Anaplastic lymphoma kinase (ALK), also known as ALK tyrosine kinase receptor or CD246 (cluster of differentiation 246), is an enzyme that in humans is encoded by the ALK gene. ALK plays an important role in the development of the brain and exerts its effects on specific neurons in the nervous system [3, 4]. As an oncogenic driver, aberrant ALK has been recognized as the central trigger of the development of a number of different tumor types, including hematopoietic, epithelial, mesenchymal and neural neoplasms [5]. About 50% of IMTs harbor an ALK gene rearrangement, accompanied by positive immunohistochemistry (IHC) staining of ALK protein [6]. As the first ALK fusion gene found, NPM-ALK was first reported by Morris and colleagues in anaplastic large cell lymphomas harboring a t(2; 5) translocation [3]. More ALK fusion genes were subsequently reported in various tumors. Though it still remains controversial how the fusion genes cause tumors., some common features have been revealed The rearrangement of partner genes of ALK could provide active promoters to ALK and lead to the overexpression of the fusion genes. The N-terminal sequence encoded by the nonreceptor tyrosine kinase member of the pair replaces the extracellular and transmembrane domains of ALK and contributes protein-binding sites that allow oligomerization and mimicking of ligand binding, ultimately leading to constitutive, ligand-independent ALK autophosphorylation and activation [68]. For IMTs, partner genes reported have included NPM [3], TPM3 [7], TPM4 [7], CLTC [9], RANBP2 [10], CARS [11], ATIC [12], SEC31L1 [13], EML4 [14], TFG [15], LMNA [16], FN1 [16],PPFIBP2 [17], DCTN1 [18] and RRBP1 [19]. RANBP2-ALK-associated EIMS has attracted the most attention for its unique pathological and clinical manifestations. RAN binding protein 2 (RANBP2) is a small GTP-binding protein of the RAS superfamily that is mainly located in the nuclear membrane [2]. Patients with IMT harboring RANBP2-ALK have been reported to suffer from rapid local recurrences and a higher death rate. The pathology features were characterized by epithelioid cells with a nuclear membrane or perinuclear ALK staining pattern. Based on their distinctive biological behavior, RANBP2-ALK associated IMTs have been categorized as epithelioid inflammatory myofibroblastic sarcoma (EIMS) [6].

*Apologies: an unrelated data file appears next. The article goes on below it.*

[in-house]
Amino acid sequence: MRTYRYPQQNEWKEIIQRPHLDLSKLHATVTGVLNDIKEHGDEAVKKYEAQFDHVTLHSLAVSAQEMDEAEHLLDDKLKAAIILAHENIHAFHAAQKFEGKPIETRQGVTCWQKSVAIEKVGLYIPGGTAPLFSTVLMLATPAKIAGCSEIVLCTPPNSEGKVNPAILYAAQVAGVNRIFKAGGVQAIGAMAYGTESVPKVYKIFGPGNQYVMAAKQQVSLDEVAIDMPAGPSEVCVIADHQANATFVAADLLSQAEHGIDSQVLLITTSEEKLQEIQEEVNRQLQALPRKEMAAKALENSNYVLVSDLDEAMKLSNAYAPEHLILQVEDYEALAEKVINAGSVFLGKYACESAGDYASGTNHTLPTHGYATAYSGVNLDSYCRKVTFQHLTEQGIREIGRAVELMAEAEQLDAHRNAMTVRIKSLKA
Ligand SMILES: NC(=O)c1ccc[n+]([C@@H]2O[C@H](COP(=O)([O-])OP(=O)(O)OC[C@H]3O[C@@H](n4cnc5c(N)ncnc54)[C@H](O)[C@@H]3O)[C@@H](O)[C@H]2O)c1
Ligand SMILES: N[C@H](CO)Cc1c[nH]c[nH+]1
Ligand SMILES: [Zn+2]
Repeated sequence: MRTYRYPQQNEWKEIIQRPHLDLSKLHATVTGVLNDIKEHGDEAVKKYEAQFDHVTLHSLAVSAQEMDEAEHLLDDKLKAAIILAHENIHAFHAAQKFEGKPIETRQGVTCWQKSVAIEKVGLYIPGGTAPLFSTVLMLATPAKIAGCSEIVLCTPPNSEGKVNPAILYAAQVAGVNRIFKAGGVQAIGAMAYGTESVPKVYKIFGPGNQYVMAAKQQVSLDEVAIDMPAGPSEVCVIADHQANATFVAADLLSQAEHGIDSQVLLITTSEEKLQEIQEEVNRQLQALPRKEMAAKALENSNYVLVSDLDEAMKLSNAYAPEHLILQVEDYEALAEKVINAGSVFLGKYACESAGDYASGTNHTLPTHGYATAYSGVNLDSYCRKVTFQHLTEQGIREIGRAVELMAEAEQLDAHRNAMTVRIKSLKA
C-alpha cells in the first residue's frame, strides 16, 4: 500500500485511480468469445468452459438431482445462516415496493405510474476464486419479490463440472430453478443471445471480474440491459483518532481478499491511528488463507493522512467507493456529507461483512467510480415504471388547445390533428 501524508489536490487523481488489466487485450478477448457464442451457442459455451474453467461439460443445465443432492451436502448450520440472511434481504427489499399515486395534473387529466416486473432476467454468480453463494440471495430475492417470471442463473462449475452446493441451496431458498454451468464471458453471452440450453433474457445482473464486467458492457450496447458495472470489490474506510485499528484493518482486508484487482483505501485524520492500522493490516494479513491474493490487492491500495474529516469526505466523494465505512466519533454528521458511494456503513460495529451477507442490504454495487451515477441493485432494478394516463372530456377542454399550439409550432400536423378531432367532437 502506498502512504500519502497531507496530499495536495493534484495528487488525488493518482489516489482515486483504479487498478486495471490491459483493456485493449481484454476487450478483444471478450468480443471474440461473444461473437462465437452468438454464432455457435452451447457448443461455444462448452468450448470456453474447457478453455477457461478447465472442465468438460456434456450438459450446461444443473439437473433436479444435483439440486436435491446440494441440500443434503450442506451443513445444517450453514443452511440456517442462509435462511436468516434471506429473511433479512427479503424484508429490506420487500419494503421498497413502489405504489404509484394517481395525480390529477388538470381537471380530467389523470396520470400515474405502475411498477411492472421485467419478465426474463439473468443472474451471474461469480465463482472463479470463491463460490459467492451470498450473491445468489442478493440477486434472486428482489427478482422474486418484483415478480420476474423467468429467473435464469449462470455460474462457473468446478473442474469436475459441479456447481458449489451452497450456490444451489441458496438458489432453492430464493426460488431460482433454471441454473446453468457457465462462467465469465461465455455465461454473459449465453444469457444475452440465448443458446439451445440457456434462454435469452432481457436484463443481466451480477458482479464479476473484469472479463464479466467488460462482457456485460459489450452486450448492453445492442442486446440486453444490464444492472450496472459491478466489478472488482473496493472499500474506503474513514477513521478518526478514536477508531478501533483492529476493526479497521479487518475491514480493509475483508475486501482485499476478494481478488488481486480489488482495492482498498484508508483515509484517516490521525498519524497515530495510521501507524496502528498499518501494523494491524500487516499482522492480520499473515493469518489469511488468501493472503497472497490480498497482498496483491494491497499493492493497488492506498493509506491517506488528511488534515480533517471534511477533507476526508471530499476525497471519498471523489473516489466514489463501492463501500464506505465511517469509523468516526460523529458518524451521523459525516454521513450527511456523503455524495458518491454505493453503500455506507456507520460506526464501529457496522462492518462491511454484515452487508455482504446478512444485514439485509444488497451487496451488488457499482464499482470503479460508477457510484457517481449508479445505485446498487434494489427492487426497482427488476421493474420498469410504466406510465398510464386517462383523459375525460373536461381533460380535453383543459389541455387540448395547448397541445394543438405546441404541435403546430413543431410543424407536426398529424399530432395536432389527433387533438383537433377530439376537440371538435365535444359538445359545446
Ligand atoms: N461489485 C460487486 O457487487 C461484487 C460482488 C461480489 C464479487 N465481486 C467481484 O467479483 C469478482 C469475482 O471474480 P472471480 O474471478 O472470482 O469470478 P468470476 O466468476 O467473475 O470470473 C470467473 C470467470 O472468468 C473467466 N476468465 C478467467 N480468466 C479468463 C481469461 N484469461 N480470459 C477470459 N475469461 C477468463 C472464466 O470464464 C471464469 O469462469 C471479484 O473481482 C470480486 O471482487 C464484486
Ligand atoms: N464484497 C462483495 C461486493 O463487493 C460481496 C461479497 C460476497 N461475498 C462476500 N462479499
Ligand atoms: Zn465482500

Echinoderm microtubule-associated protein-like 4 (EML4) is a protein participating in mitotic nuclear division and other microtubule-based processes. It is distributed along with microtubules in the cytoplasm and membranes [20]. Initially found in non-small cell lung cancer (NSCLC), EML4-ALK fusion has been regarded as an important event in the development of lung cancer and an indication for the application of crizotinib (an ALK inhibitor) [16]. Both being located on the short arm of chromosome 2, EML4 and ALK are rearranged by a paracentric inversion of the region [inv(2)(p21p23)] [21]. The EML4-ALK fusion was once thought to occur only in lung cancer. However, recent studies of 8 IMT cases with EML4-ALK fusions have revealed that they could also play a role in the development of IMTs [14, 16]. However, the clinical features of EML4-ALK associated IMTs remain unclear.